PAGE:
111. Catholic Social Science Review: Volume > 14
Emil Berendt A Response from Emil Berendt
112. Catholic Social Science Review: Volume > 14
Kenneth L. Grasso Neither Ancient Nor Modern: The Distinctiveness of Catholic Social Thought
113. Catholic Social Science Review: Volume > 14
Thomas E. Woods, Jr. Catholic Social Teaching and the Market Economy Revisted: A Reply to Thomas Storck
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It is a violation of legitimate academic freedom to attempt to link Catholicism to a particular school of economic thought and shut down all further debate. Whether the realm of human choice, which economics describes, is subject to an array of cause-and-effect relationships is obviously a matter for human reason to determine. From there, reason can then investigate these relationships. Although economic policy has a moral dimension, economics as a positive scienceconsists merely of an edifice of cause-and-effect relationships, and to that extent is as autonomous as the purely descriptive sides of all other sciences.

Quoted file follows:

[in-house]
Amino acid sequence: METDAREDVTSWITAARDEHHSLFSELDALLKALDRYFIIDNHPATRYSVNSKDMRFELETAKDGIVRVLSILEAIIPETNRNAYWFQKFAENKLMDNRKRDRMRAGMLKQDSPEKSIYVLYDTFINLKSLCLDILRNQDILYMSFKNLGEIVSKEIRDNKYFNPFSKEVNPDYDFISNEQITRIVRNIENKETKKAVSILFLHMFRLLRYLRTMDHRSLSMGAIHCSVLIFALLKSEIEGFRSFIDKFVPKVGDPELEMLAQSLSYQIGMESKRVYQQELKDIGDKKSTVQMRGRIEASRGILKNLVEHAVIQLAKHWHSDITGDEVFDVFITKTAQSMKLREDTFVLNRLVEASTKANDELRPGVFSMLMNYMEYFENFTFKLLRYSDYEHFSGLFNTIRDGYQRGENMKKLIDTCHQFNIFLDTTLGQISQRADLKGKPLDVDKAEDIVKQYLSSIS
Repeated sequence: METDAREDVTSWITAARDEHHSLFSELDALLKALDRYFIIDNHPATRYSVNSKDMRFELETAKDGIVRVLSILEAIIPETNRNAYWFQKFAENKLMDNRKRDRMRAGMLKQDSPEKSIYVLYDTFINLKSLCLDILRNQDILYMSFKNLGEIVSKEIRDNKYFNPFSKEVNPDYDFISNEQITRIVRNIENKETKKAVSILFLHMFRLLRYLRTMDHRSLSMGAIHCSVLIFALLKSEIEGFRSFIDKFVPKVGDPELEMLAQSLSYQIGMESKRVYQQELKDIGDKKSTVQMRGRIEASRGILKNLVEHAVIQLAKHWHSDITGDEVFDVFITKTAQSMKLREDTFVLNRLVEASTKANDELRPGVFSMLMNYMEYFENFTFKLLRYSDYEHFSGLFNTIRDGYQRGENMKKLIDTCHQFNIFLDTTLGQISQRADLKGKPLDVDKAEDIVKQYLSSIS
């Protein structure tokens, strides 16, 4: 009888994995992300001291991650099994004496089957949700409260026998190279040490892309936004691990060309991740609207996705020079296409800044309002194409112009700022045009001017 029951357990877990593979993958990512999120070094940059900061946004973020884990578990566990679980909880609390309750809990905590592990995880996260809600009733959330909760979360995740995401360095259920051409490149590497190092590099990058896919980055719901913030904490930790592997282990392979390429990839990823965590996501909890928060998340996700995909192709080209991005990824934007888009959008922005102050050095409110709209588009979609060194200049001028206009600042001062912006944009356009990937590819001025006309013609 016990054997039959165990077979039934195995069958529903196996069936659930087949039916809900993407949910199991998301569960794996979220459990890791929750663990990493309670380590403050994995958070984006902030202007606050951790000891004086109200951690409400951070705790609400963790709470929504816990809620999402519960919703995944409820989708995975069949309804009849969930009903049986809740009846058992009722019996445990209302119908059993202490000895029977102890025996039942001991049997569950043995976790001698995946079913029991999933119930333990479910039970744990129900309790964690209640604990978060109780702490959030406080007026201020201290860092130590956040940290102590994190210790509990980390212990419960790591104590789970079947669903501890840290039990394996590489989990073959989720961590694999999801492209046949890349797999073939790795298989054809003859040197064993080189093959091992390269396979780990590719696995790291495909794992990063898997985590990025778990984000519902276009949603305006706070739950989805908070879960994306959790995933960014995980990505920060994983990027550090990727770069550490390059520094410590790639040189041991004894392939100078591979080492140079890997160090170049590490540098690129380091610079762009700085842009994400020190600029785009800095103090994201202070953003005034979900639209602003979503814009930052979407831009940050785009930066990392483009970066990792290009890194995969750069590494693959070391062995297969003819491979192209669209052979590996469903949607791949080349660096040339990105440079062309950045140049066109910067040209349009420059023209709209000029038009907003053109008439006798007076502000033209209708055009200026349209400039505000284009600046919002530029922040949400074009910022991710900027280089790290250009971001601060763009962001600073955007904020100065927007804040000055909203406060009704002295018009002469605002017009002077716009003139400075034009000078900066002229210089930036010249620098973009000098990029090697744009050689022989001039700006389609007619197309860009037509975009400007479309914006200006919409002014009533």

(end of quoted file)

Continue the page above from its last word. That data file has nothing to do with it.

114. Catholic Social Science Review: Volume > 14
Robert P. Hunt Christianity, Leo Strauss, and the Ancients/Modern Distinction
115. Catholic Social Science Review: Volume > 14
Charles M. A. Clark A Response from Charles Clark
116. Catholic Social Science Review: Volume > 14
Thomas Storck A Challenge From Thomas Storck
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It is often claimed that there is a conflict between the ethical mandates of Catholic social teaching and the findings of economic science. However, the kind of economic analysis such critics adhere to is either the mainstream neoclassical (including the Chicago School) or the Austrian School, whose modes of economic analysis differ from that employed by the popes. Using examples from encyclicals, this article shows that the Supreme Pontiffs gave a more prominent place in their economic thinking to economic power and to institutions such as legal or cultural norms than to market forces. Instances are then given in which economic power is shown to have affected economic outcomes, and alternative schools are proposed as offering a type of economic analysis closer to that used by the popes.